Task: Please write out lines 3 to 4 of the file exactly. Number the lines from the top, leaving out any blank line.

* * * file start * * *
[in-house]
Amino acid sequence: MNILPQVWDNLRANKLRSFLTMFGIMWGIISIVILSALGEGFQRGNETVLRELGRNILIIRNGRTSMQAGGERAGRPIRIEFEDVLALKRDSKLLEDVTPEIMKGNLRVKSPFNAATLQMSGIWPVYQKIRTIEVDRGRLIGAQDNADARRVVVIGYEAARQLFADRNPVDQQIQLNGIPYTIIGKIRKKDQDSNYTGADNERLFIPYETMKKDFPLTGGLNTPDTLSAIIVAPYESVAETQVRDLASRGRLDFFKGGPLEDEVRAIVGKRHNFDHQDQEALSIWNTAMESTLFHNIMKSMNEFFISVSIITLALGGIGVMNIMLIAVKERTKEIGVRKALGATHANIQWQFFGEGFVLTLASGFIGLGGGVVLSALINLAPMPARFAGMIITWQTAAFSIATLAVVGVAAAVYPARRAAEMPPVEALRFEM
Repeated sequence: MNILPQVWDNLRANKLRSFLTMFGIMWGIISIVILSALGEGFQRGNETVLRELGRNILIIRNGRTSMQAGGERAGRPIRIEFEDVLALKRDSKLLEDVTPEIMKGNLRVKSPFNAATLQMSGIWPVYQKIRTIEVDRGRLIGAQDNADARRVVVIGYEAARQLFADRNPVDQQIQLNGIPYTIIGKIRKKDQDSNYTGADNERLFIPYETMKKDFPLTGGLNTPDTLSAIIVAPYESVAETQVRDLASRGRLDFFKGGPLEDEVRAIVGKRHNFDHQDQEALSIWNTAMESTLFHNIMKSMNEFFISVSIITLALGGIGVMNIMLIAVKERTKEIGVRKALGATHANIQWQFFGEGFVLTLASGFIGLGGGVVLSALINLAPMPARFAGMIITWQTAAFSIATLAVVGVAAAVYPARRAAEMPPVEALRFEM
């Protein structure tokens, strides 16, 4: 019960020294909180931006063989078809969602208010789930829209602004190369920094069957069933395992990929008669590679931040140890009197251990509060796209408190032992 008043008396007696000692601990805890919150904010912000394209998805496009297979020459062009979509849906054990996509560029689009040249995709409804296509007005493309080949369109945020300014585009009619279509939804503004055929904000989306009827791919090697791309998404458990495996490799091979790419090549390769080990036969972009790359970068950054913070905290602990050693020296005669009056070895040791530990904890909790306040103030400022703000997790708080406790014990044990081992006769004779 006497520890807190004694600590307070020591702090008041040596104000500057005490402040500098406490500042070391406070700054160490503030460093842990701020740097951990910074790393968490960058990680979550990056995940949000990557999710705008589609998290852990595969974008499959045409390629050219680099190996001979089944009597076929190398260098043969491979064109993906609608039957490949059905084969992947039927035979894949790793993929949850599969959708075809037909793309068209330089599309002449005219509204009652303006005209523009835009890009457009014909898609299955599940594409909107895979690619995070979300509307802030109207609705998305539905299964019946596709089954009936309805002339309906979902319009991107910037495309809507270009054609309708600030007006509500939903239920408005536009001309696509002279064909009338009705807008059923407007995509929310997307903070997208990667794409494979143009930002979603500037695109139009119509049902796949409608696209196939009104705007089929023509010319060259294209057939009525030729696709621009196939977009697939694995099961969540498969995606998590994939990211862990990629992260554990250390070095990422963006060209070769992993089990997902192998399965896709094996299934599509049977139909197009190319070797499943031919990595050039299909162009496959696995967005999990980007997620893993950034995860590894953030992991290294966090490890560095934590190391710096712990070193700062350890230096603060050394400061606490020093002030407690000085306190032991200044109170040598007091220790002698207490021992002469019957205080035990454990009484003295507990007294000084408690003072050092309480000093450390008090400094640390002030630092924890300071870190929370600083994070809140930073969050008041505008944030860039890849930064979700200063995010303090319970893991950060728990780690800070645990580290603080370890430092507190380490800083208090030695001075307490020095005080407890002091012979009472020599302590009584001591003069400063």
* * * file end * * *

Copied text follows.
Repeated sequence: MNILPQVWDNLRANKLRSFLTMFGIMWGIISIVILSALGEGFQRGNETVLRELGRNILIIRNGRTSMQAGGERAGRPIRIEFEDVLALKRDSKLLEDVTPEIMKGNLRVKSPFNAATLQMSGIWPVYQKIRTIEVDRGRLIGAQDNADARRVVVIGYEAARQLFADRNPVDQQIQLNGIPYTIIGKIRKKDQDSNYTGADNERLFIPYETMKKDFPLTGGLNTPDTLSAIIVAPYESVAETQVRDLASRGRLDFFKGGPLEDEVRAIVGKRHNFDHQDQEALSIWNTAMESTLFHNIMKSMNEFFISVSIITLALGGIGVMNIMLIAVKERTKEIGVRKALGATHANIQWQFFGEGFVLTLASGFIGLGGGVVLSALINLAPMPARFAGMIITWQTAAFSIATLAVVGVAAAVYPARRAAEMPPVEALRFEM
């Protein structure tokens, strides 16, 4: 019960020294909180931006063989078809969602208010789930829209602004190369920094069957069933395992990929008669590679931040140890009197251990509060796209408190032992 008043008396007696000692601990805890919150904010912000394209998805496009297979020459062009979509849906054990996509560029689009040249995709409804296509007005493309080949369109945020300014585009009619279509939804503004055929904000989306009827791919090697791309998404458990495996490799091979790419090549390769080990036969972009790359970068950054913070905290602990050693020296005669009056070895040791530990904890909790306040103030400022703000997790708080406790014990044990081992006769004779 006497520890807190004694600590307070020591702090008041040596104000500057005490402040500098406490500042070391406070700054160490503030460093842990701020740097951990910074790393968490960058990680979550990056995940949000990557999710705008589609998290852990595969974008499959045409390629050219680099190996001979089944009597076929190398260098043969491979064109993906609608039957490949059905084969992947039927035979894949790793993929949850599969959708075809037909793309068209330089599309002449005219509204009652303006005209523009835009890009457009014909898609299955599940594409909107895979690619995070979300509307802030109207609705998305539905299964019946596709089954009936309805002339309906979902319009991107910037495309809507270009054609309708600030007006509500939903239920408005536009001309696509002279064909009338009705807008059923407007995509929310997307903070997208990667794409494979143009930002979603500037695109139009119509049902796949409608696209196939009104705007089929023509010319060259294209057939009525030729696709621009196939977009697939694995099961969540498969995606998590994939990211862990990629992260554990250390070095990422963006060209070769992993089990997902192998399965896709094996299934599509049977139909197009190319070797499943031919990595050039299909162009496959696995967005999990980007997620893993950034995860590894953030992991290294966090490890560095934590190391710096712990070193700062350890230096603060050394400061606490020093002030407690000085306190032991200044109170040598007091220790002698207490021992002469019957205080035990454990009484003295507990007294000084408690003072050092309480000093450390008090400094640390002030630092924890300071870190929370600083994070809140930073969050008041505008944030860039890849930064979700200063995010303090319970893991950060728990780690800070645990580290603080370890430092507190380490800083208090030695001075307490020095005080407890002091012979009472020599302590009584001591003069400063």